Payday loan provider Wonga has revealed it is no longer accepting new loan applications amid reports the company is on the brink of collapse.
As reported by the BBC, the firm confirmed on its website on Thursday that it is no longer taking applications for new business.
In a statement on its website, the company said: “While it continues to assess its options Wonga has decided to stop taking loan applications.
“If you are an existing customer you can continue to use our services to manage your loan.”
The announcement comes less than a week after a surge of compensation claims related to historical loans following a government clampdown on payday loans.
Wonga, the UK’s biggest payday lender, has faced condemnation in many quarters for its high interest, short-term loans, with many critics saying the company targets the vulnerable.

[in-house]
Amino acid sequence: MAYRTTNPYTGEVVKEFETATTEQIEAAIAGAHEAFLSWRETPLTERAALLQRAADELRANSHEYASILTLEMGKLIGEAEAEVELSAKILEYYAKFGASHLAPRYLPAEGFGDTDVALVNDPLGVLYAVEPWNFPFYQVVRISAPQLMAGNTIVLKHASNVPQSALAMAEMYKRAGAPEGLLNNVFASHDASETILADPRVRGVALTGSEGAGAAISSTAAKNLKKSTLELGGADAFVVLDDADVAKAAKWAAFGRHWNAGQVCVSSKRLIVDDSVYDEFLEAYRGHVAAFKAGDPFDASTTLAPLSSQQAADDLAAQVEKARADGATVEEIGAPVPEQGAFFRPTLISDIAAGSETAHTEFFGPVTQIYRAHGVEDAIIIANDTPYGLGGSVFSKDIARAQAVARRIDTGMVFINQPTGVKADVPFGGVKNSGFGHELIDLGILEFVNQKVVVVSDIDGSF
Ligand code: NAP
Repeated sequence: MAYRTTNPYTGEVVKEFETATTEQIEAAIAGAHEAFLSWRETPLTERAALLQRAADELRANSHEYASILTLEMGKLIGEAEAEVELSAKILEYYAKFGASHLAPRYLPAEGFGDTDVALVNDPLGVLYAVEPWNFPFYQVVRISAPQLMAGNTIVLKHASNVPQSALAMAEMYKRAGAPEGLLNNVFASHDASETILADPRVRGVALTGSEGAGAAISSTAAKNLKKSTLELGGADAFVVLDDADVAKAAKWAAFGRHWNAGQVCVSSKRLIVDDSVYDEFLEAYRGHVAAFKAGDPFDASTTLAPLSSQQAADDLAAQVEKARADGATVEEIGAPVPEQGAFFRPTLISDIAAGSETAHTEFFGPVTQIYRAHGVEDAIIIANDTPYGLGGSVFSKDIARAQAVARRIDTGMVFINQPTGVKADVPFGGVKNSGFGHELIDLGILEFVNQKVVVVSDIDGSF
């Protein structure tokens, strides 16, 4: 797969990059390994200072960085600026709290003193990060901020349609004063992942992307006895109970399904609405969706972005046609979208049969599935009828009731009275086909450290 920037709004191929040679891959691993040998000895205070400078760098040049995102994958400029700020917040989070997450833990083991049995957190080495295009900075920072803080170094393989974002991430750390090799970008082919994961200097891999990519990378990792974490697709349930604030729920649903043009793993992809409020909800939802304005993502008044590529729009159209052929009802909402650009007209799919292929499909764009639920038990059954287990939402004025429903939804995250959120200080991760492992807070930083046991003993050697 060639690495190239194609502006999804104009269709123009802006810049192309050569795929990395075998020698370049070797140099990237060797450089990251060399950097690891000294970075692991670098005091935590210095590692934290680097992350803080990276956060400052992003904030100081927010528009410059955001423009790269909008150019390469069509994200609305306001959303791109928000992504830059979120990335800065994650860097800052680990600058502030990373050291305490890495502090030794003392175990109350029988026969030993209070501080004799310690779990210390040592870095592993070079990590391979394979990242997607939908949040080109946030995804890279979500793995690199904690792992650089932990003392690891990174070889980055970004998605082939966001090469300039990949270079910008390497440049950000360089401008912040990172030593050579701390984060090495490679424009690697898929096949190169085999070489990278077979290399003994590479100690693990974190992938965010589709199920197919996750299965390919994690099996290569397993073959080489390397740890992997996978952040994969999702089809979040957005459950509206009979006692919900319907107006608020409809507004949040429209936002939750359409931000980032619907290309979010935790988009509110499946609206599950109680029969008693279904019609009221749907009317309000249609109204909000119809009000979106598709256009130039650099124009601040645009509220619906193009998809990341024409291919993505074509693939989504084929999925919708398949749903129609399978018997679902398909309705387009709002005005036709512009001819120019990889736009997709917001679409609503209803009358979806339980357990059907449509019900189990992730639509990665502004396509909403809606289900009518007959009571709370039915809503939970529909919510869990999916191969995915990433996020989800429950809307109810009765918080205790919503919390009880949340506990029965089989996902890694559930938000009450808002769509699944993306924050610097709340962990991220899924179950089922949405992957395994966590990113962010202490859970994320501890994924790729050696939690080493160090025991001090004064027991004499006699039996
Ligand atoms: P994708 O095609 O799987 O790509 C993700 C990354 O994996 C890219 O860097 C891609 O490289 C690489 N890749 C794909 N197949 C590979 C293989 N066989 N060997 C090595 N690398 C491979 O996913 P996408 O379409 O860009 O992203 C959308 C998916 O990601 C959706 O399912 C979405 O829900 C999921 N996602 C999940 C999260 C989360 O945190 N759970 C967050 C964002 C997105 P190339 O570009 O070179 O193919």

In 2014, Wonga was forced to write off £220 million-worth of debt held by 330,000 customers and ordered to pay £2.6m in compensation, after the company’s debt collection practices were found to be unfair due to offering loans to people who couldn’t afford to repay them.
The Financial Conduct Authority (FCA) said Wonga had not taken adequate steps to assess customers’ ability to meet repayments in a fair and sustainable manner.
Since then, payday lenders have faced stricter rules and have had their charges capped.
This has hit Wonga’s profits hard and in 2016 the company posted pre-tax losses of nearly £65m.
In recent months, Wonga said it’s seen an unanticipated rise in these complaints and compensation claims being made.
The company was forced to seek a bailout from its backers this month amid the surge in claims and the fate of the controversial lender now reportedly hangs in the balance.
Reports say the firm has lined up Grant Thornton to act as administrators.
If you have an outstanding Wonga loan you should keep repaying it until you are officially told otherwise. If the company does go into administration, it is likely that you will continue paying the cash to an administrator or a new firm if it’s bought out.